And I guess that's another reason I feel mellow. I am DOWN with these ideas. These are the ideas I live and breathe, and am readying to defend from an informed, academically backed point of view for, I imagine, THE REST OF MY LIFE.

From what you all out there in the classrooms everyday are telling me, it still needs defending. I'm DOWN with that too - to join with all you cool cats, you exhausted-from-the-demands-and-pressures-of-ridiculous-bureaucracies kittycats on the front lines of our children's chances. I'm IN. I'm DOWN. And I'm relaxed and ready and ripe.

I also have THREE and a HALF more years before I get MY OWN CLASS, survive my first year out there on my own. But, still feeling like an ally in the struggle. Learning all I can get into my head and heart to win over the folks who think that factory-izing our kids is the way to make a workable world to another way of thinking.


MeeeeOW! Chamomile all day is GOOD STUFF.

nerd out

Tuesday, March 2, 2010

in like several lions...

...and stomach flu, midterm papers and fever. And then another cold.

I started getting a little queasy last week, and came down with the stomach flu on Thursday after a feverish night. By the weekend I was feeling better, and was able to pretty much nail the paper we were working on about Maria Montessori and her method. Doing research from bed wasn't that bad, and I just wrote the thing all weekend.

While I'm glad it's done, working as dementedly on it as I did may not have been the best idea, as yesterday I woke up at 4am, coughing to beat the band and unable to get back to sleep. I went to school anyway, because I am a nerdy nerdster and had a crapload of stuff to do there anyway, and by the start of my Social Emotional Intelligence class I started feeling crappy again, and spent another night shivering and sweating in turns. F...

Anyway...early yesterday morning when I was barking up my lungs I tried to do some research for my other paper, and was reading The Hundred Languages of Children, edited by Carolyn Edwards, Lella Gandini and George Forman, which is the totally rocking book that goes along with the exhibit by the same name that is touring all over, showing folks what Reggio Emilia schools are about. Check it. The book is a wonder - full of all kinds of things I feel like thinking about.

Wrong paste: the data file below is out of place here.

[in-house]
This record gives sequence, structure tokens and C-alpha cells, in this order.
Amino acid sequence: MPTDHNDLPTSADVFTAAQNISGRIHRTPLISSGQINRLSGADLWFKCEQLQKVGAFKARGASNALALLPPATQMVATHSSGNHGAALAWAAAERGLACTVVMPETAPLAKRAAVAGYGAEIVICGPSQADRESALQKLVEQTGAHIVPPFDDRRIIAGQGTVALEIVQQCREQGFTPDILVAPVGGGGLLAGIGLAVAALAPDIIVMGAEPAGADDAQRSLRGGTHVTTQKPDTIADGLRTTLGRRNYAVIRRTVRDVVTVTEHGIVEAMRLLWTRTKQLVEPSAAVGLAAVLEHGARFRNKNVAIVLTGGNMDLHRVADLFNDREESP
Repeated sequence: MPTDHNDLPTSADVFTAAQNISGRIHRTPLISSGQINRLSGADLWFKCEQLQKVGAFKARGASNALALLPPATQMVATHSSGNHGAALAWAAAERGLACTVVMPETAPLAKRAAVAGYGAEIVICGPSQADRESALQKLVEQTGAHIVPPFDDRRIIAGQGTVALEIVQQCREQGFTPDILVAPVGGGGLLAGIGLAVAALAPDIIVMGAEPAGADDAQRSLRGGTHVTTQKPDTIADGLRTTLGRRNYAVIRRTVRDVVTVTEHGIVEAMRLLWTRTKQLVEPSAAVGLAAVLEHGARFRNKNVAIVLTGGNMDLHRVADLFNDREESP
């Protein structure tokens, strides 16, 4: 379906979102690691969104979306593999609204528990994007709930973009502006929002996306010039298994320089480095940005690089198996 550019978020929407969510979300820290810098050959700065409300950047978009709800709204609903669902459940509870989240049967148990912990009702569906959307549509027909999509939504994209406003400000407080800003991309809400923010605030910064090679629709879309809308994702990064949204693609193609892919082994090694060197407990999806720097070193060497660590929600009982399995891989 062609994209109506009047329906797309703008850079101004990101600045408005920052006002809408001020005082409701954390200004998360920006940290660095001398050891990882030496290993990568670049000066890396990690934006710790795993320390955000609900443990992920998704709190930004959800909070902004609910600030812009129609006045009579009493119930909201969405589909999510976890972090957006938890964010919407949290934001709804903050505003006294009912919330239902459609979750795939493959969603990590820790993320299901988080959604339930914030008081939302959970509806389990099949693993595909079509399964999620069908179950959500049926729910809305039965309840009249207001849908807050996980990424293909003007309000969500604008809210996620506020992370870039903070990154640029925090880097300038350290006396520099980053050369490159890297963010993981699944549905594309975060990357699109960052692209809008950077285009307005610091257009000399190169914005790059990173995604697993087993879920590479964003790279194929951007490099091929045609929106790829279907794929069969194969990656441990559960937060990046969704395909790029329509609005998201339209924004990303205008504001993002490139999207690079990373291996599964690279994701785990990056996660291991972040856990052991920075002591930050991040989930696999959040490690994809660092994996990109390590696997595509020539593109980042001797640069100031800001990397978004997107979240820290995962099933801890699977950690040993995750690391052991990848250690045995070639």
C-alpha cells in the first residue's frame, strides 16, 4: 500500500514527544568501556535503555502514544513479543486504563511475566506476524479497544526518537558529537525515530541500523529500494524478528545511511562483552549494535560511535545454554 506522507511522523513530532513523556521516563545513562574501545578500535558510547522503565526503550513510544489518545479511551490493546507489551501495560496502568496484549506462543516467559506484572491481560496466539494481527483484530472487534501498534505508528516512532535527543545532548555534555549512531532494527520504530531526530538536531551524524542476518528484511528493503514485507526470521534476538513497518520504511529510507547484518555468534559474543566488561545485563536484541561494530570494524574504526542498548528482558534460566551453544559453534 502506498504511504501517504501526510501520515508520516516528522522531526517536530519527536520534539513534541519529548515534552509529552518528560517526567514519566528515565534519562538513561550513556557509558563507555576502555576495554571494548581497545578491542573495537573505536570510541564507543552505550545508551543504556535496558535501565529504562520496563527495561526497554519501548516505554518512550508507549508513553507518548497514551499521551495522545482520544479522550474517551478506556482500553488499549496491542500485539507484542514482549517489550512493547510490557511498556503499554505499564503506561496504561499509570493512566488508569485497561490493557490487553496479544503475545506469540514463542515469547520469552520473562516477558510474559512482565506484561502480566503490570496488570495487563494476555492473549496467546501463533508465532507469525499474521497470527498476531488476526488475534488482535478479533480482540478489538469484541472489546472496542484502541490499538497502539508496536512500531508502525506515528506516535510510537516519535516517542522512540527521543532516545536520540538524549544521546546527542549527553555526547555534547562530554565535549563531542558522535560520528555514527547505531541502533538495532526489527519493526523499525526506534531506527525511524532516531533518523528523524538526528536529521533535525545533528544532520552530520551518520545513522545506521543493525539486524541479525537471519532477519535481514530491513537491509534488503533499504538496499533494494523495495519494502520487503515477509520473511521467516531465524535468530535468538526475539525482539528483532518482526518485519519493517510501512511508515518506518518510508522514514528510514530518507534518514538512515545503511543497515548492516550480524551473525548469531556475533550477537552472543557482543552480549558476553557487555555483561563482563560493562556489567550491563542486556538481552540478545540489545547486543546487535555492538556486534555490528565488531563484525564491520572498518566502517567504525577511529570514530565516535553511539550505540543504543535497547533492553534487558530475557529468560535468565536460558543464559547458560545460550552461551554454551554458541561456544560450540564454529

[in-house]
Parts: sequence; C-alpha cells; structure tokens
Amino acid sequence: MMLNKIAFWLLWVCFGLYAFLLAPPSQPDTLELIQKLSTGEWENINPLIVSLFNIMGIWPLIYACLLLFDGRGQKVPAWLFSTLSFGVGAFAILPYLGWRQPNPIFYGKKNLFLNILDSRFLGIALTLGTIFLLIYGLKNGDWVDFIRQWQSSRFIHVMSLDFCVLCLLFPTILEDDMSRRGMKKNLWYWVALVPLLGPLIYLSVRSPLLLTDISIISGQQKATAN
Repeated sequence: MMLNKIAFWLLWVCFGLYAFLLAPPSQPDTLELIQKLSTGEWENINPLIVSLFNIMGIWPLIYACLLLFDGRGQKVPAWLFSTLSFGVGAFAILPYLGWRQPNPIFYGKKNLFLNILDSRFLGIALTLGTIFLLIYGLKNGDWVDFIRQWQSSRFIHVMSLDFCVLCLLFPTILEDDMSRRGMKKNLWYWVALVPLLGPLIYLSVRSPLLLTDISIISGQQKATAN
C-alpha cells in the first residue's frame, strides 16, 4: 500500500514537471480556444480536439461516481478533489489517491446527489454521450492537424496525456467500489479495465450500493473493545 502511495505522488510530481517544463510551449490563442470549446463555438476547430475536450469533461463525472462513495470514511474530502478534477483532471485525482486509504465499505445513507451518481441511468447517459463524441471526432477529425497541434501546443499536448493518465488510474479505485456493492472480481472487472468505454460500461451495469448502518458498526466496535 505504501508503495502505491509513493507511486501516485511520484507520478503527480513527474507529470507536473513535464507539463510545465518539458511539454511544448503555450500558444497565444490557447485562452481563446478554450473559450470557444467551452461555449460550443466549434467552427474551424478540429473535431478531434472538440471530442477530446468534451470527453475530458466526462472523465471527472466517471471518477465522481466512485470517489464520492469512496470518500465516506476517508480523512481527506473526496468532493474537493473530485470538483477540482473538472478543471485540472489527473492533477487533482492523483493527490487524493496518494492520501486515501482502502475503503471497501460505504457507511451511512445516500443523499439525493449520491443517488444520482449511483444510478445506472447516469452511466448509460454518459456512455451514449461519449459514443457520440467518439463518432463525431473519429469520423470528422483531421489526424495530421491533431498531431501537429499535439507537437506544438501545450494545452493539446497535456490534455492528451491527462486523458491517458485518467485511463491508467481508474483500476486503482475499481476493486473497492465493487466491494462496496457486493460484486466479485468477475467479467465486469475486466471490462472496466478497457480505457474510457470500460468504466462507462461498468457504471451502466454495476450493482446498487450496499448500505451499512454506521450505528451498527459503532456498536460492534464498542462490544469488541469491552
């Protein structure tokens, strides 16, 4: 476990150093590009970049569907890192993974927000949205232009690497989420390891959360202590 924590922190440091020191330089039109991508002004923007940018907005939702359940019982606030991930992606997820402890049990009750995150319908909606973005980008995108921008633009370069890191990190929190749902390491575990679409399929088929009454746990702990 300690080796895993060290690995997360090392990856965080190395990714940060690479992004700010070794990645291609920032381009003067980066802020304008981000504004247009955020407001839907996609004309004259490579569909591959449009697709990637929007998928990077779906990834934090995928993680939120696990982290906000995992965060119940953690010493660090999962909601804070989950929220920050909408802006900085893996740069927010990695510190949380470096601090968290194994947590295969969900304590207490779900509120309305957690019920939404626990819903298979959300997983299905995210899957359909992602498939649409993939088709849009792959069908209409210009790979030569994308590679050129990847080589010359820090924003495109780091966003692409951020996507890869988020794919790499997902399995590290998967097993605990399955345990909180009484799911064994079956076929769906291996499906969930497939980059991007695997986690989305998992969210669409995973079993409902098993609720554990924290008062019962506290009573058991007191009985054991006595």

One thing - well, one of many - caught my feverish attention. In an interview about influences on their philosophy with Lella Gandini, Loris Malaguzzi - the director and philosopher of the Reggio Emilia approach - mentioned this crazy school that in the 1970's inspired the teachers who were setting up the schools in Reggio Emilia. It was a school in France that moved every 3 years "where the reconstruction of old, abandoned farmhouses would be the basis of the educational work with the children." (Edwards, Gandini & Forman, 1996, p. 52)

Ummm...hello? RAD! The idea blows the roof off my head - or is that just the pounding of my head cold? The thought of this wandering school, teaching through hands-on experience, coming upon old, falling-down, uncared for places and learning and growing and playing together and then leaving behind rebuilt, loved places...wow.

Anyways, I didn't go to the Nursery School today, so I don't have much fun stuff to report. I hope I'm better enough to go tomorrow. I miss it! Instead, I stayed in bed and slept, which felt great, and when I wasn't sleeping I read picture books, and then slept some more.

Maybe I'll go back and sleep now. I want to get RID OF THIS THING. All I can say is that this month had better end with candy and roses and gentle breezes and fun - or else that saying is full of doody.

nerd out.